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Access Unlimited – Making The Great Outdoors Accessible

Aaron Baker
Spinal Cord Injury Lifestyle Specialist | Shield HealthCare
09/18/17  11:11 AM PST

I closed my eyes for a moment to listen. Sitting there under a pillow-filled sky in Montana, a subtle ripple of the Madison River softly whispered to me. I could hear a bald eagle cry out in the distance and the joyous laughter of friends floating in rowboats surround me. Suddenly my serenity was interrupted by an intense tug on my fishing rod. The handmade fly fishing lure I had just cast to the bank of the river was ferociously snatched up by a hefty rainbow trout. With a tight line, I began a tug-o-war with the fish. His energy bent my fishing rod and nearly snapped my line as he darted up and down the stream. My adrenaline was pumping — this fish was testing my strength and balance, endurance and hand-eye coordination. In the end, I prevailed and reeled him into the boat. He had fought valiantly, earned my respect and proved to me why he had grown to be his size. After a quick photo together and a high five from my friends, I returned him to the cold, fast flowing water of the Madison — and returned to an activity I didn’t think I would ever do again.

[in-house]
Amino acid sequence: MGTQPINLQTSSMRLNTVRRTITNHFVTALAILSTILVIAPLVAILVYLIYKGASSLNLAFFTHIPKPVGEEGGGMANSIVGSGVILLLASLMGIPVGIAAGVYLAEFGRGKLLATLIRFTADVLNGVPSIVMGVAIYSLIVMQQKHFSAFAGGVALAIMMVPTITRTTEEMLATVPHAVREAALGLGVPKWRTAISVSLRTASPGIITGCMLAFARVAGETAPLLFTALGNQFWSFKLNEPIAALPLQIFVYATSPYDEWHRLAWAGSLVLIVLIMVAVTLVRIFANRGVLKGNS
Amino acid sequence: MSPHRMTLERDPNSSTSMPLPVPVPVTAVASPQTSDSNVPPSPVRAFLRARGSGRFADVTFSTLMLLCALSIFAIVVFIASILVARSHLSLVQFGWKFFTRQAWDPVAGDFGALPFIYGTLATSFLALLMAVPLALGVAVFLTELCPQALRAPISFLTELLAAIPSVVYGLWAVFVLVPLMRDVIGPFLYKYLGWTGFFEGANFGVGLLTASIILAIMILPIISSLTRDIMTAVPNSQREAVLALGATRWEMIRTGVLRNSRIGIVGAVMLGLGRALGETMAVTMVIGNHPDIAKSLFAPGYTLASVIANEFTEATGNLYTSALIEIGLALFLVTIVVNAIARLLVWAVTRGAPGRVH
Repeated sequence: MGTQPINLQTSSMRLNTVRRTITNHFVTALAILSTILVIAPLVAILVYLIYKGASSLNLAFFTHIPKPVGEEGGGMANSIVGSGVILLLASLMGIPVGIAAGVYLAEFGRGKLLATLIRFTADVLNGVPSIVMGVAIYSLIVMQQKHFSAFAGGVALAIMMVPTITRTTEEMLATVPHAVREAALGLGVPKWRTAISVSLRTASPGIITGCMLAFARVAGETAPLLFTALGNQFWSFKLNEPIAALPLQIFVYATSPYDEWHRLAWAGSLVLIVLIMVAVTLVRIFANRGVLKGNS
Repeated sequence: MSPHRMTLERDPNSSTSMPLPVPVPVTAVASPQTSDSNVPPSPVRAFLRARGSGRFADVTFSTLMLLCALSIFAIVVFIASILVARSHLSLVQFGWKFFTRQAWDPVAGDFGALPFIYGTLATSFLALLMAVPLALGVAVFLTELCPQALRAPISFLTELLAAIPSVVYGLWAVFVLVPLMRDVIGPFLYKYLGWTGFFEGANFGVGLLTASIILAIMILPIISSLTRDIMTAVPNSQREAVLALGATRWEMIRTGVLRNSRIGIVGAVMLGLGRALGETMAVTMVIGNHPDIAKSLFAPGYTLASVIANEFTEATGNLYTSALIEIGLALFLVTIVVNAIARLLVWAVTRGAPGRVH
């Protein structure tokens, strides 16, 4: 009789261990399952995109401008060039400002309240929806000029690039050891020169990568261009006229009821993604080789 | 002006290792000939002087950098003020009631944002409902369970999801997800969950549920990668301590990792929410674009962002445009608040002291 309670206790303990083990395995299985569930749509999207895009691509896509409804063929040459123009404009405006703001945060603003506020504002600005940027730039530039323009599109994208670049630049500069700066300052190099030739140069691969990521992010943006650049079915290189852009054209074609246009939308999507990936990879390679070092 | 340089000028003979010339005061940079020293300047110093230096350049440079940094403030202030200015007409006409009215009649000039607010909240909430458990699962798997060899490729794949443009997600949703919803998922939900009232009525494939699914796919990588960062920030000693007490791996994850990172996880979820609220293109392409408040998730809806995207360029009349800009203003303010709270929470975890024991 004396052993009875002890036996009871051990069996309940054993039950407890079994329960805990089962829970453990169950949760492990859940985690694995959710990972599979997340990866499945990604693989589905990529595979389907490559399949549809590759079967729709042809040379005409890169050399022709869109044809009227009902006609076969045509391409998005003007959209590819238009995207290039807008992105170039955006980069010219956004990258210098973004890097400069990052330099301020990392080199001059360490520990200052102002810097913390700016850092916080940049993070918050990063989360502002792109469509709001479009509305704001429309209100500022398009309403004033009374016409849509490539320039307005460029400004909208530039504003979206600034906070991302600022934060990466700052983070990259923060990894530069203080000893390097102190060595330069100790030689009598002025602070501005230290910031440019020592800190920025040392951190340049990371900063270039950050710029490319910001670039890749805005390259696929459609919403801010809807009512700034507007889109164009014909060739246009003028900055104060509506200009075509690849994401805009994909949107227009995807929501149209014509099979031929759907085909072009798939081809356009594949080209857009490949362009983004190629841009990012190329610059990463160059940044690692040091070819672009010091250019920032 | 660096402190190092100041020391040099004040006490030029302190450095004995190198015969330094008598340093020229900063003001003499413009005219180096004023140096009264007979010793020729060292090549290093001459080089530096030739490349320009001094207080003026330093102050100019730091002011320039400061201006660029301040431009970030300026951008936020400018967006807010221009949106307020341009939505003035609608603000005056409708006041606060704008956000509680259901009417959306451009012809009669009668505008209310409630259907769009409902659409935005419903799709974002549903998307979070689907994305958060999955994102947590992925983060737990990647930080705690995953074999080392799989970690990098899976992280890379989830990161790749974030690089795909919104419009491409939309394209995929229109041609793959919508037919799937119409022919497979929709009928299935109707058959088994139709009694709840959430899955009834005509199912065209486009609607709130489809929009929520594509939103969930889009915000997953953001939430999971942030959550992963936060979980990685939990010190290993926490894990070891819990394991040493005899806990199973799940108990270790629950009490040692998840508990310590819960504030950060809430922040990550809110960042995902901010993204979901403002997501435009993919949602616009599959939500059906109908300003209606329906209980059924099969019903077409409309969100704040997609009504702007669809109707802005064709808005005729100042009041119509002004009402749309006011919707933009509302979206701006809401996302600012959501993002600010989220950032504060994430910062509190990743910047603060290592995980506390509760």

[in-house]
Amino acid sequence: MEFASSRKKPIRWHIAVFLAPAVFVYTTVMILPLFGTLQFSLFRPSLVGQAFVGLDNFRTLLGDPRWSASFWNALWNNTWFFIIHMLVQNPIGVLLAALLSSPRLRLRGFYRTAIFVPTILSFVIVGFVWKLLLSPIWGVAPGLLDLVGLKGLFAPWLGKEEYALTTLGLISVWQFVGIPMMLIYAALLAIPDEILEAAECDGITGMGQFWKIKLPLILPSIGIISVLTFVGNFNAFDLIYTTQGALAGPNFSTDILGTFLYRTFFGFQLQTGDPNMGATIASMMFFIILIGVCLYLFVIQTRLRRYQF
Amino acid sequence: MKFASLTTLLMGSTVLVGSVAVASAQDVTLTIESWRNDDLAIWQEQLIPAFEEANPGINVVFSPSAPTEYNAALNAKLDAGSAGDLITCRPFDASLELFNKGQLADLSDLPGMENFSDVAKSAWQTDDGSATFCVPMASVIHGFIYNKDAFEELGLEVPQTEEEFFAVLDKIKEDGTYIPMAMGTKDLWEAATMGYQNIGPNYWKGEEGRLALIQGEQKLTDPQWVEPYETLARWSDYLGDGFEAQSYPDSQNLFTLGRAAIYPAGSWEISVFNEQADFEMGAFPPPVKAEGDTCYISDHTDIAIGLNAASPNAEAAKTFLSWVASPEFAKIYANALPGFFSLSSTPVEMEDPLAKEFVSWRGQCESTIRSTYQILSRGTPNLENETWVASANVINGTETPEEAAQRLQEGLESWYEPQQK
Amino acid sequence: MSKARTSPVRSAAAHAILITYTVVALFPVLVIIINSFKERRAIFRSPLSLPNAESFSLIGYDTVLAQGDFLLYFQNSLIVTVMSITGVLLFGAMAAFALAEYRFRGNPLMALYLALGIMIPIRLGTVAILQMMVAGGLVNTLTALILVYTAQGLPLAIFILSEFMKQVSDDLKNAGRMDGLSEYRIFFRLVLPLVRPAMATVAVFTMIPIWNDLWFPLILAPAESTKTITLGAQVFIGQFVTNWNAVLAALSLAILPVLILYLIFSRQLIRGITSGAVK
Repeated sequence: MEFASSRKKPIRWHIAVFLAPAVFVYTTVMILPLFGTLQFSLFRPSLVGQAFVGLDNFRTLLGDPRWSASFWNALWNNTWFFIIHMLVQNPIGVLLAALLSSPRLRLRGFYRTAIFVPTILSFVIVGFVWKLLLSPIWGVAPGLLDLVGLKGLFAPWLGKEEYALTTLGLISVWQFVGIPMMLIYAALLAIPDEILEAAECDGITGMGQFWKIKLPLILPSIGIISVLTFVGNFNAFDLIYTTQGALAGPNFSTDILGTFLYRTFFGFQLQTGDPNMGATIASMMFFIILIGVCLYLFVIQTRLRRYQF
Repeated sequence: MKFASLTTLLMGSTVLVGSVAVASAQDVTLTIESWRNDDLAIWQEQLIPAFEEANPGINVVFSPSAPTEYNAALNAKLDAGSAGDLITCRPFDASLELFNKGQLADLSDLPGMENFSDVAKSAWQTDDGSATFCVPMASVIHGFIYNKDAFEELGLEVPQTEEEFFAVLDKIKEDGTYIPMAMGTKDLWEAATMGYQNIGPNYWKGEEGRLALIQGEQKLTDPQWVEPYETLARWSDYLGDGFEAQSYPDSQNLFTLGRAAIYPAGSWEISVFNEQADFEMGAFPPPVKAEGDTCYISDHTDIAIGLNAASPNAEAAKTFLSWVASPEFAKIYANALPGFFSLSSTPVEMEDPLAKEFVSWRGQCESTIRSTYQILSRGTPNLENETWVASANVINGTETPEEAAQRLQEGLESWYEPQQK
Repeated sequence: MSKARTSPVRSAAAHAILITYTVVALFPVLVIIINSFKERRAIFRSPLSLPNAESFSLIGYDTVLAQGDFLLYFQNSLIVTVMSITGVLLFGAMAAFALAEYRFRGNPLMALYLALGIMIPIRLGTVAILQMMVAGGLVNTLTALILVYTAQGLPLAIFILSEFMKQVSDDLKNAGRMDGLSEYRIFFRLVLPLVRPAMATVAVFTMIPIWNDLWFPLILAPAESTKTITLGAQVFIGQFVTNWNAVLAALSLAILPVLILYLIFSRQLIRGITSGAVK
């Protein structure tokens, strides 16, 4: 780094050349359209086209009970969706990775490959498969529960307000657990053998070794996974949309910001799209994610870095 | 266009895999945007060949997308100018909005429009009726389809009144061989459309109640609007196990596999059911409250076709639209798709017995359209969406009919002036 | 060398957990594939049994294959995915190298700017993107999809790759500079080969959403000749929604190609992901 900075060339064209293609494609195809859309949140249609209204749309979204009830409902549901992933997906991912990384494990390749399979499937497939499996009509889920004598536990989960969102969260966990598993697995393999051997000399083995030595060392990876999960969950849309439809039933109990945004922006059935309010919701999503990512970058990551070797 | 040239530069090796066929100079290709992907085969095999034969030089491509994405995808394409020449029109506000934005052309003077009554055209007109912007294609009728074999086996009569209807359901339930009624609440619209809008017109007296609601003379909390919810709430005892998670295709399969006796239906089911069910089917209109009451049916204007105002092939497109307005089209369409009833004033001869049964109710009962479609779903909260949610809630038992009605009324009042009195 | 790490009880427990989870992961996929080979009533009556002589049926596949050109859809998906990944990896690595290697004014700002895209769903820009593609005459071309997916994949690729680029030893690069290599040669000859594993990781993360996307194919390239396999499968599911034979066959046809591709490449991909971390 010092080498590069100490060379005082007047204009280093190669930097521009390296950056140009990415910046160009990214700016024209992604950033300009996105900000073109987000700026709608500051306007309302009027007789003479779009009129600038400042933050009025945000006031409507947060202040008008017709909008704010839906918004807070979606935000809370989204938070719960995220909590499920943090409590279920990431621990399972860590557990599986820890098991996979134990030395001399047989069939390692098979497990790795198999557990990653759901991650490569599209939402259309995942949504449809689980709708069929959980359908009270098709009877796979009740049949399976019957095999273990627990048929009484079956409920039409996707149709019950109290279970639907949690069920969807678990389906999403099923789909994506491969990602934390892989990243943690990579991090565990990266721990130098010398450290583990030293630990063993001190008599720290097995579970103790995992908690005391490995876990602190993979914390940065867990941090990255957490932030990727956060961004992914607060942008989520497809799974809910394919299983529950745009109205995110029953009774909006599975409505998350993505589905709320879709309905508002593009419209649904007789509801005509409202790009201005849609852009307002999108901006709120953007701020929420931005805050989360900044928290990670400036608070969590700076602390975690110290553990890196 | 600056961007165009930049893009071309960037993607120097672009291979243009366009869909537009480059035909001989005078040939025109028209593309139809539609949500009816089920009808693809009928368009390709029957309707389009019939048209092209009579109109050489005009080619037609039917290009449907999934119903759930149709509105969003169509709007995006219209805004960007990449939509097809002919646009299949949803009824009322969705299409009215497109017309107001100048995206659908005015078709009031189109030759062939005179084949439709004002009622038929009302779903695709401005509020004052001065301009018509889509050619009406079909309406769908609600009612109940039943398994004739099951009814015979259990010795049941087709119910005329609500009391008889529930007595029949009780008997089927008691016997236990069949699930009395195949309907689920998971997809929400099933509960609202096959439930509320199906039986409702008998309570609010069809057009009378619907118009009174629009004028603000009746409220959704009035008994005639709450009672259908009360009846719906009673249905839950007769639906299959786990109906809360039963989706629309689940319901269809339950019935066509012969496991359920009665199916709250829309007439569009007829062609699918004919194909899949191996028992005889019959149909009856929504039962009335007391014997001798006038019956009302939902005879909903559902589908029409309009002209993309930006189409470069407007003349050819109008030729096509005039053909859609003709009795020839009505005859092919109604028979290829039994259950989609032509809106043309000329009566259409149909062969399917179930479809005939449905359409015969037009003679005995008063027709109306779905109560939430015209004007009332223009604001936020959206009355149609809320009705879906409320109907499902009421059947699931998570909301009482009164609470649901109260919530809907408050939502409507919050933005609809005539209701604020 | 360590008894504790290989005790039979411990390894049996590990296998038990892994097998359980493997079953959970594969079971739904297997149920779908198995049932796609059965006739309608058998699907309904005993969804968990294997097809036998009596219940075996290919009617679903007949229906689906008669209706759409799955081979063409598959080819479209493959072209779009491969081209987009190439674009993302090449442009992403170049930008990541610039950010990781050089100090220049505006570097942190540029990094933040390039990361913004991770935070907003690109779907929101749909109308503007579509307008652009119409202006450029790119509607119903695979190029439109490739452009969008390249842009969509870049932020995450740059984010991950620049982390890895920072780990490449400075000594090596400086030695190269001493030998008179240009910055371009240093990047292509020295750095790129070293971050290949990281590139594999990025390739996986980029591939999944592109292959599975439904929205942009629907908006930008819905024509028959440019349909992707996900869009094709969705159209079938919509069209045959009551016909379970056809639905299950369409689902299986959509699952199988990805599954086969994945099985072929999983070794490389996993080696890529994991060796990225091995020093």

Before this trip, it had been 20 years since I last felt the fight of a fish on the end of a fly-fishing rod. Fishing had always been a special activity my grandfather and I shared before my spinal cord injury and was something I had dearly missed over the years. I sometimes wondered if I would ever fly fish again … but then the phone rang.

It was my friend Steve, reaching out to me with an invitation I could not refuse. He explained that there is special group of guys in Bozeman, Montana that formed an organization called Access Unlimited. They help injured or chronically ill individuals access a variety of great outdoor activities,  fly fishing being one of them.

With an immediate YES, I was booked for an adventure I would never forget!

My initial pre-trip anxiety was tempered by frequent phone calls, emails and text messages from the group. They gathered thorough information about my health history, current physical condition and overall attitude towards adventure. We developed a solid rapport prior to my plane ever touching down on the tarmac in Montana.